Female poet Qiu Jin (Huang Yi) has been captured and is being questioned by Qing officials (Anthony Wong, Lam Suet, and Xin Xin Xiong). Looking to discover her compatriots, they result to torture and interrogation. As Qiu Jin waits for her destiny to be metered out, her life story, from young tomboy, to student demonstrator, and finally to rallying revolutionary, is explored.
This biopic, directed by Herman Yau, attempts to lionize the figure of Qiu Jin, someone with whom I was unfamiliar. While I am sure she’s a fairly well known revolutionary figure, the film’s attempts to humanize her fall generally flat and the state of worship creates a film version which never seems truly relatable. She certainly seems to go through numerous trials and tribulations; her state as a liberated woman and reactionary activities invites conflicts like marriage woes, culture clashes, and class struggle. An attempt to make her sympathetic by showing her leaving her children to serve her cause failed to connect because I could not find enough justification in her abandonment of her family. It’s the most glaring of a number of presentation issues within the film, but perhaps that’s a culturally specific issue.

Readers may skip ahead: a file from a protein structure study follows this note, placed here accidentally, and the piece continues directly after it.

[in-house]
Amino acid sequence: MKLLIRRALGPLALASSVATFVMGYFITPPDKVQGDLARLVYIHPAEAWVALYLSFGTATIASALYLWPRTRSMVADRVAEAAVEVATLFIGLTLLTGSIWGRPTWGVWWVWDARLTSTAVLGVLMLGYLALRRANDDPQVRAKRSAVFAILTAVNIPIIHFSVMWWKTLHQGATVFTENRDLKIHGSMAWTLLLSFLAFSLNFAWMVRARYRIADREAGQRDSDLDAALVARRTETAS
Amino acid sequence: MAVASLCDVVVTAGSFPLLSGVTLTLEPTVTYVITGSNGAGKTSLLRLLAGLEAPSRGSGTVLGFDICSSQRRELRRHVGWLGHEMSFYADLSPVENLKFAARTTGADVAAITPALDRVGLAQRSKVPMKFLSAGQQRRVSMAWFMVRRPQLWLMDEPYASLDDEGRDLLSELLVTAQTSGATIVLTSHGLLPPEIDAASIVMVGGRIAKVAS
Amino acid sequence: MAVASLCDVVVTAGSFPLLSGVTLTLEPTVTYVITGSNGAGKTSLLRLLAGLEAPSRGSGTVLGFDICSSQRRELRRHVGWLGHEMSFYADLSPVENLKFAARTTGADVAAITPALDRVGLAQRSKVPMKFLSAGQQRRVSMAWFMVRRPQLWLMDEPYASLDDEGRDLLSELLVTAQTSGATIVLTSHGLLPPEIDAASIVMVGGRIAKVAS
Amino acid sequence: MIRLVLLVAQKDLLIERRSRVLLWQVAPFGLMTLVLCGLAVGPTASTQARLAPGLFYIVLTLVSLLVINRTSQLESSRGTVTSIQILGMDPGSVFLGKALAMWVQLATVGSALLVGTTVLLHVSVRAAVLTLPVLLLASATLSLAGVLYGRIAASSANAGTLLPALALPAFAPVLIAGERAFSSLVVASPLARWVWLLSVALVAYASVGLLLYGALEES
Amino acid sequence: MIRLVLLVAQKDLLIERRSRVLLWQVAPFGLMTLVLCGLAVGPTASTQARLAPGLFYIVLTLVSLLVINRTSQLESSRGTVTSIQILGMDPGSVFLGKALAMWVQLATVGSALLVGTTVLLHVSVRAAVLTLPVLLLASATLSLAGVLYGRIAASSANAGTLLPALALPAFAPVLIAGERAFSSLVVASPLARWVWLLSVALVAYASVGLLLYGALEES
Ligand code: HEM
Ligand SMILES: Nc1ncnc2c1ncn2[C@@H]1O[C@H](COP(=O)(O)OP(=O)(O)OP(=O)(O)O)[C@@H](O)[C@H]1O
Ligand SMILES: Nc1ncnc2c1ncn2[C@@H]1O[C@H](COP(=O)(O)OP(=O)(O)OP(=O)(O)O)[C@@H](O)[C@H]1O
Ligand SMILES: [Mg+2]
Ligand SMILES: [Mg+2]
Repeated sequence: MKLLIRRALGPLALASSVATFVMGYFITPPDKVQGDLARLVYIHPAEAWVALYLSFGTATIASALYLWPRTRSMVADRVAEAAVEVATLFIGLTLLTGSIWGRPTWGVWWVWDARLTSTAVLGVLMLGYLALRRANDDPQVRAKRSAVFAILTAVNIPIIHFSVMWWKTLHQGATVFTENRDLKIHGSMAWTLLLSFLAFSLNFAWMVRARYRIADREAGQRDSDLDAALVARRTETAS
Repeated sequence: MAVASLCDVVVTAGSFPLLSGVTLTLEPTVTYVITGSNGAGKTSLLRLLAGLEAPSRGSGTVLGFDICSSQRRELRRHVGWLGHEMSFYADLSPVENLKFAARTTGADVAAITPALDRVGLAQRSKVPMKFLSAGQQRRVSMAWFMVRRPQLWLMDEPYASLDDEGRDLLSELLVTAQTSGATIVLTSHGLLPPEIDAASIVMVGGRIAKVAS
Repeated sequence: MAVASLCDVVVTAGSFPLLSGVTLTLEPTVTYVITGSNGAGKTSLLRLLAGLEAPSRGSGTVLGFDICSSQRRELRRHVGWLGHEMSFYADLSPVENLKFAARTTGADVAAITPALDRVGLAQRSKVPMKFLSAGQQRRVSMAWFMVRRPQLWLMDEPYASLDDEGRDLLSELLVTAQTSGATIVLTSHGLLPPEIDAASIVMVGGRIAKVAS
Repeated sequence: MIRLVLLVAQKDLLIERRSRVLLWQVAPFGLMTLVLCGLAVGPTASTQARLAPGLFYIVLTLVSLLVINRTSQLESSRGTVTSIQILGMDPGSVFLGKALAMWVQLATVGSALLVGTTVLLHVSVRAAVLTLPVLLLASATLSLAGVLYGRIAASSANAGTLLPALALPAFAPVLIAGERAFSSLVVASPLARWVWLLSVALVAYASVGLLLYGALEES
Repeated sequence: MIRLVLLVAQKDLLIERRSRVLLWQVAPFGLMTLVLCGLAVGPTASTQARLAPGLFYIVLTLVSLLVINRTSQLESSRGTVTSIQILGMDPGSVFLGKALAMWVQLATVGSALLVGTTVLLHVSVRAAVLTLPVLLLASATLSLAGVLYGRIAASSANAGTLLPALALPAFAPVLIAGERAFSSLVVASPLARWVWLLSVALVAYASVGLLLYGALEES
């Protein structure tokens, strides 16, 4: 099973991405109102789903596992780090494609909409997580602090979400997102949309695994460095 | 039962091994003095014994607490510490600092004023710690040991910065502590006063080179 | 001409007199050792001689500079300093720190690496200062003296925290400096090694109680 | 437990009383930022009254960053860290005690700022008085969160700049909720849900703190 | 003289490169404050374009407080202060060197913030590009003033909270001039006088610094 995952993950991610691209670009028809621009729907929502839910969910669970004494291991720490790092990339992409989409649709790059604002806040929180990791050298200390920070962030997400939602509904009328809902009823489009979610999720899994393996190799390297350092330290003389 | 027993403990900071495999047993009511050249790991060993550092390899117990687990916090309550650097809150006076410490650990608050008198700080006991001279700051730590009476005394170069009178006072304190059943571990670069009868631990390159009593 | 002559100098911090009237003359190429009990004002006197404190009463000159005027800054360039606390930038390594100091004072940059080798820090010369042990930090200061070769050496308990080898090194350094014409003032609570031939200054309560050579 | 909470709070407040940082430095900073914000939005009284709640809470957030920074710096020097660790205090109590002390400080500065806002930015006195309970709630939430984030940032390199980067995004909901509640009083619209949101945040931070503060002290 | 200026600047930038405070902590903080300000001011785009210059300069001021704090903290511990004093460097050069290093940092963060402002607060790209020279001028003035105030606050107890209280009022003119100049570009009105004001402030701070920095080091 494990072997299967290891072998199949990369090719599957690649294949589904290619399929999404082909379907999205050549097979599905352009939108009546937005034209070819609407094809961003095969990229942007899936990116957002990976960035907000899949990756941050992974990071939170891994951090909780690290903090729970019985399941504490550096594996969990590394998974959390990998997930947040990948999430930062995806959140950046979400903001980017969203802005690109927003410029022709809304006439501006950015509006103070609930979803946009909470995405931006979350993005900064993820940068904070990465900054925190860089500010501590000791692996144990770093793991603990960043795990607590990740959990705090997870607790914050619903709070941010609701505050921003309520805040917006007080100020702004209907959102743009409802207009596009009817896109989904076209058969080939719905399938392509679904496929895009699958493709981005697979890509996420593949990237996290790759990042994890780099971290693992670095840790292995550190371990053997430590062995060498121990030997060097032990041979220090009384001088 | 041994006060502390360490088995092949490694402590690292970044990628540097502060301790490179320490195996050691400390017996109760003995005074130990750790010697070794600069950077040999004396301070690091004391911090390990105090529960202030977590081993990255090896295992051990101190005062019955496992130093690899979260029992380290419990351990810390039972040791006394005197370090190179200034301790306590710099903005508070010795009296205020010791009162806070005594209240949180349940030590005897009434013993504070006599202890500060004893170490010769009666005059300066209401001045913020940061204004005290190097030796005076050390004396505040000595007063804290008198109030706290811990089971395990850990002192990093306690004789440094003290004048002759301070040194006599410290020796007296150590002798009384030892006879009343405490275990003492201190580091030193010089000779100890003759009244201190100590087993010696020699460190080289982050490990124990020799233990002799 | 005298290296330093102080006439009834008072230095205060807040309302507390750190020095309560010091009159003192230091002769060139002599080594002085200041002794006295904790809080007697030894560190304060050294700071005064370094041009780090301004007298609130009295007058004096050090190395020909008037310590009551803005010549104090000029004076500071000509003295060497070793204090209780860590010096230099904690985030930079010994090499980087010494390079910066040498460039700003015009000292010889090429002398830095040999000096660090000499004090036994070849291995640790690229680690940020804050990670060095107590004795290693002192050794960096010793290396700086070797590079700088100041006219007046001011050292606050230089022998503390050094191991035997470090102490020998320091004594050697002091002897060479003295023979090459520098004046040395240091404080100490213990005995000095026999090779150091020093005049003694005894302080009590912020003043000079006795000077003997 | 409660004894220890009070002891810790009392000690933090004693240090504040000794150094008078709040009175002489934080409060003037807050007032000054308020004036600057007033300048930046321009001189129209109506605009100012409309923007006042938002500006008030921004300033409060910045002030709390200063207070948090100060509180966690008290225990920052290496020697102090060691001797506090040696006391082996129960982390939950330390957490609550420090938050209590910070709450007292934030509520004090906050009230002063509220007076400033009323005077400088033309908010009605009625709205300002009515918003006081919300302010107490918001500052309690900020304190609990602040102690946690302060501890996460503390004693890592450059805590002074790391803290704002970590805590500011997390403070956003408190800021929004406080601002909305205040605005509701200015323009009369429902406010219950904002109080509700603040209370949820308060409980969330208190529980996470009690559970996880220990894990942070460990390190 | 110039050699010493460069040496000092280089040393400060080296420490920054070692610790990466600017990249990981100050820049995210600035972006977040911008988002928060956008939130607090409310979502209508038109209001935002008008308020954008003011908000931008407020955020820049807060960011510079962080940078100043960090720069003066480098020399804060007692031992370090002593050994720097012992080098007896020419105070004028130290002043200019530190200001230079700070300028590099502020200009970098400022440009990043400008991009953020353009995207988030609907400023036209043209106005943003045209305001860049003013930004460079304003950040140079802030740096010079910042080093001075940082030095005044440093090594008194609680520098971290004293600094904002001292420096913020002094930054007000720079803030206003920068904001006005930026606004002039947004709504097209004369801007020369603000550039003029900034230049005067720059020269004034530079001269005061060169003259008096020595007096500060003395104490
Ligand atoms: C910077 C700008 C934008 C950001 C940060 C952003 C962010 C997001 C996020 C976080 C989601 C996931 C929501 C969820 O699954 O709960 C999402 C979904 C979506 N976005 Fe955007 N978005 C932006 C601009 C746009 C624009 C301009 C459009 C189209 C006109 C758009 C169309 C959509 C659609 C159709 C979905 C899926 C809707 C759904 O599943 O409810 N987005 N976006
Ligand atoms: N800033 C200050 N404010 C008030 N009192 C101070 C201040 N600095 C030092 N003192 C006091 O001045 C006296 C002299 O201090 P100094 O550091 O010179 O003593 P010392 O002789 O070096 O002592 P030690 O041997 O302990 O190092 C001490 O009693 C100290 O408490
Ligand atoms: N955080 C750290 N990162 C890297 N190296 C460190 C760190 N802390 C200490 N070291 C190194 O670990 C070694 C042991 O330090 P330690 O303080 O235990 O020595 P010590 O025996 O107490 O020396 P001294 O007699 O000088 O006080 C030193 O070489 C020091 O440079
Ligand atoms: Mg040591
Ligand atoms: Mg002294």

Where the film excels is in the terrific action scenes, courtesy of Tony Leung and Chi Ming Liu. The always great Xin Xin Xiong plays a great and formidable villain and Huang Yi and Dennis To have great action moments throughout the film. In particular, a massive battle scene is shown at films end which is only hinted at at the beginning, which features long takes, fast and tight fight choreography, and some great stunt work. The only real flaw is the iffy wire work in these sequences, it is unnatural and takes you out of the generally more grounded action. Thankfully the wire elements are few in the overall flow of the film.
In terms of production, the film uses some good historical touches like sets, clothing, and art direction to immerse the characters and viewers into the period. Music is generally forgettable though I will say the final battle scene features some compelling and apropos melodies in the score. The rest of the film’s score is ultimately forgettable unfortunately.
In the end, The Woman Knight of Mirror Lake excels with the the great and mostly realistic action scenes but stalls with the melodrama and shallow performance by Huang Yi. As a lead she’s been better but her unengaging portrayal as Qiu Jin isn’t helped by a lazy script and poor audience empathy. While hardly a terrible film, it fails in its drama while winning in it’s action. I wouldn’t have minded a good 30-45 minutes left on the editing floor, but at least it delivers in one field.
You may enjoy this film if you liked: Ip Man: The Legend Begins and/or Hero Youngster